FRANK BRUNSDEN . I am a barge builder, of 1, Lombard Road, Battersea—on January 6th, in the King's Road, Chelsea, the prisoner tapped me on the shoulder and asked if I would do a day's work for him—I said I did not mind—I was looking for work—he said, "Would you take this order to Mr. Crapper, of Marlboro' Road, get those things and bring them to me at 9, Goodge Street Tottenham Court Road—this is the paper which I saw him write (An order on a form of Wilson & Sons, and signed E. K. Wilson, for stop cocks, &c., addressed to Crapper & Co.)—I want to Crapper's and presented and order—I got a stop cock—when I got to the King's Road, Chelsea, and asked the way to Goodge Street, I was stopped by Mr. Wilson and given in charge, and taken to the station, and detained awhile for enquiries—I next saw the prisoner at Walton, Street police-station on a Saturday night, about a fortnight afterwards—I touched another man, and took my hand off the prisoner who was standing on the side of him—I am now certain the prisoner is the man.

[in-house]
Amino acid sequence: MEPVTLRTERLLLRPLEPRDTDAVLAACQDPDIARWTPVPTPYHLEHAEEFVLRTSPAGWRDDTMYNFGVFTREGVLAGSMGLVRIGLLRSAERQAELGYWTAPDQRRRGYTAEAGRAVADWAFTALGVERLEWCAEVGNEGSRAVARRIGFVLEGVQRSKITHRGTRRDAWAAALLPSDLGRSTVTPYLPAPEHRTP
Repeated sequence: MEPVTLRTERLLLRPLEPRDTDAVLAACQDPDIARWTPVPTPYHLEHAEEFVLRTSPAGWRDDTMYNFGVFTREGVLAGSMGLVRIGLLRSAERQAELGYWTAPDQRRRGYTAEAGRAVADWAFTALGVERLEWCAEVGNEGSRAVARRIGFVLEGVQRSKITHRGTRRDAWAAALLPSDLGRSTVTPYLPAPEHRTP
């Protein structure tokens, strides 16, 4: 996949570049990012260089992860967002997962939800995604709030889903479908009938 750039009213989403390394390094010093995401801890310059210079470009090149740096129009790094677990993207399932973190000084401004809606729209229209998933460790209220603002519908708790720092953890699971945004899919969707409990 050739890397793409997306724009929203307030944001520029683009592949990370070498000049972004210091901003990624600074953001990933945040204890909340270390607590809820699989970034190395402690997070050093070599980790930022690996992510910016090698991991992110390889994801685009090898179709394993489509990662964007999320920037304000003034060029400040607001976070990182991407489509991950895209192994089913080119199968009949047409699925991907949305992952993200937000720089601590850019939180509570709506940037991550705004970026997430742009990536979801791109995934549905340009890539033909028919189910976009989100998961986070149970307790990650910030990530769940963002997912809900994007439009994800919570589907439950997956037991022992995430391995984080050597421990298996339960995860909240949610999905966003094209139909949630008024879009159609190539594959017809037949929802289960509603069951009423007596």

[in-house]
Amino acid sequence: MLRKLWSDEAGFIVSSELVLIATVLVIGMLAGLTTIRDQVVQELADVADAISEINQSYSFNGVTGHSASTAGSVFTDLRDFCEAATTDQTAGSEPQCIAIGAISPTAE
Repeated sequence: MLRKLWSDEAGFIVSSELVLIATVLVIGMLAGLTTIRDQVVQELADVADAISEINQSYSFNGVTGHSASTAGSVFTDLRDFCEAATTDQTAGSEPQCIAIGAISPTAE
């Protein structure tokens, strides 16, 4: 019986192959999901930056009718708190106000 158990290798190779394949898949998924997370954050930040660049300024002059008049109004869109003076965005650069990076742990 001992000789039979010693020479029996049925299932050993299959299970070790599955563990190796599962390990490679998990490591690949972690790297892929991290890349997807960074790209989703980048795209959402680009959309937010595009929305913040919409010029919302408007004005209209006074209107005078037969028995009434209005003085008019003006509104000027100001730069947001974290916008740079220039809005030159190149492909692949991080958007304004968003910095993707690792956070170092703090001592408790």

Cross-examined. The man I saw in the street did not ask if my father had come from Barnes—I said I had come from Barnes, I did not say anything about my father.

Re-examined. Barnes is not my address, and not the address given before the Magistrate—the prisoner asked me where I had come from and I said from Barnes.

ROBERT EDWARD WILSON . I live at 32, Marguerite Gardens, West Kensington—I am managing director of E. K. Wilson and Sons, Limited—this is not our order form—it purports to be on one of our billheads—" it is not written by us—we have never had a billhead like this—this has not been authorized by us—on January 6th I had a communication from Crapper & Co., and spoke to Brunsden.